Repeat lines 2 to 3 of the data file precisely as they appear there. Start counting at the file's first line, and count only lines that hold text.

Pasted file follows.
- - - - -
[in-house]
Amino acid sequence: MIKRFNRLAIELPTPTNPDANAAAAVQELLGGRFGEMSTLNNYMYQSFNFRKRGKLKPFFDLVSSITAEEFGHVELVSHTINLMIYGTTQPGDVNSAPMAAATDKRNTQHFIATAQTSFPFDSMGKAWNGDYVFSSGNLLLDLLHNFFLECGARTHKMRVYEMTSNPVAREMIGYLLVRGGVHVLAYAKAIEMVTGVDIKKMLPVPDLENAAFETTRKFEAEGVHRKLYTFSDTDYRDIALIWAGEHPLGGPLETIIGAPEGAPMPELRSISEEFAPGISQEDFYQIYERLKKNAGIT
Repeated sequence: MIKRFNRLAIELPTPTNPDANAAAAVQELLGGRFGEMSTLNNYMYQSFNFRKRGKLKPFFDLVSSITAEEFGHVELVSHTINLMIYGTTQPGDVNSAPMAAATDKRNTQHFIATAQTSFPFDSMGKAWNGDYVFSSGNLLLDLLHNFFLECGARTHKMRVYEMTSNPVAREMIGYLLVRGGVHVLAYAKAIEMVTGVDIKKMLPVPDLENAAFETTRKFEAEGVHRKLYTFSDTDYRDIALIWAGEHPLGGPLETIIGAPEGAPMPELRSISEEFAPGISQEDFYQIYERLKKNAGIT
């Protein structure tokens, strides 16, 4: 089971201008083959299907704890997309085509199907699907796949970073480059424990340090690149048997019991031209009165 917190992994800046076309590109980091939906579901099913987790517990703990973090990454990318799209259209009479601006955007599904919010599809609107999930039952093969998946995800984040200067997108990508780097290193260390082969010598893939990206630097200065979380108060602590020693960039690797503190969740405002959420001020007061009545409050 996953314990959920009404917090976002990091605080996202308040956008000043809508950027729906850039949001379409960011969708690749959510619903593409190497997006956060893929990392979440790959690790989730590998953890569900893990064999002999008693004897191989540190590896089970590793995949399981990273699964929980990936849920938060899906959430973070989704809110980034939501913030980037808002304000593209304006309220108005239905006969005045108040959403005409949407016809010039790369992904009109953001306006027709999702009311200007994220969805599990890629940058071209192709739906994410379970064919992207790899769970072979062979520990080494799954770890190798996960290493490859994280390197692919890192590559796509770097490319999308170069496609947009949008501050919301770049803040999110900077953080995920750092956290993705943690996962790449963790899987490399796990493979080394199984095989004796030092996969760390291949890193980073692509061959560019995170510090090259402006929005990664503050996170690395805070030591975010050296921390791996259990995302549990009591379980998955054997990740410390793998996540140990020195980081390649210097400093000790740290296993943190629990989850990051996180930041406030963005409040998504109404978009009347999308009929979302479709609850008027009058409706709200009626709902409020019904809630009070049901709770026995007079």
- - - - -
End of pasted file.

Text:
Amino acid sequence: MIKRFNRLAIELPTPTNPDANAAAAVQELLGGRFGEMSTLNNYMYQSFNFRKRGKLKPFFDLVSSITAEEFGHVELVSHTINLMIYGTTQPGDVNSAPMAAATDKRNTQHFIATAQTSFPFDSMGKAWNGDYVFSSGNLLLDLLHNFFLECGARTHKMRVYEMTSNPVAREMIGYLLVRGGVHVLAYAKAIEMVTGVDIKKMLPVPDLENAAFETTRKFEAEGVHRKLYTFSDTDYRDIALIWAGEHPLGGPLETIIGAPEGAPMPELRSISEEFAPGISQEDFYQIYERLKKNAGIT
Repeated sequence: MIKRFNRLAIELPTPTNPDANAAAAVQELLGGRFGEMSTLNNYMYQSFNFRKRGKLKPFFDLVSSITAEEFGHVELVSHTINLMIYGTTQPGDVNSAPMAAATDKRNTQHFIATAQTSFPFDSMGKAWNGDYVFSSGNLLLDLLHNFFLECGARTHKMRVYEMTSNPVAREMIGYLLVRGGVHVLAYAKAIEMVTGVDIKKMLPVPDLENAAFETTRKFEAEGVHRKLYTFSDTDYRDIALIWAGEHPLGGPLETIIGAPEGAPMPELRSISEEFAPGISQEDFYQIYERLKKNAGIT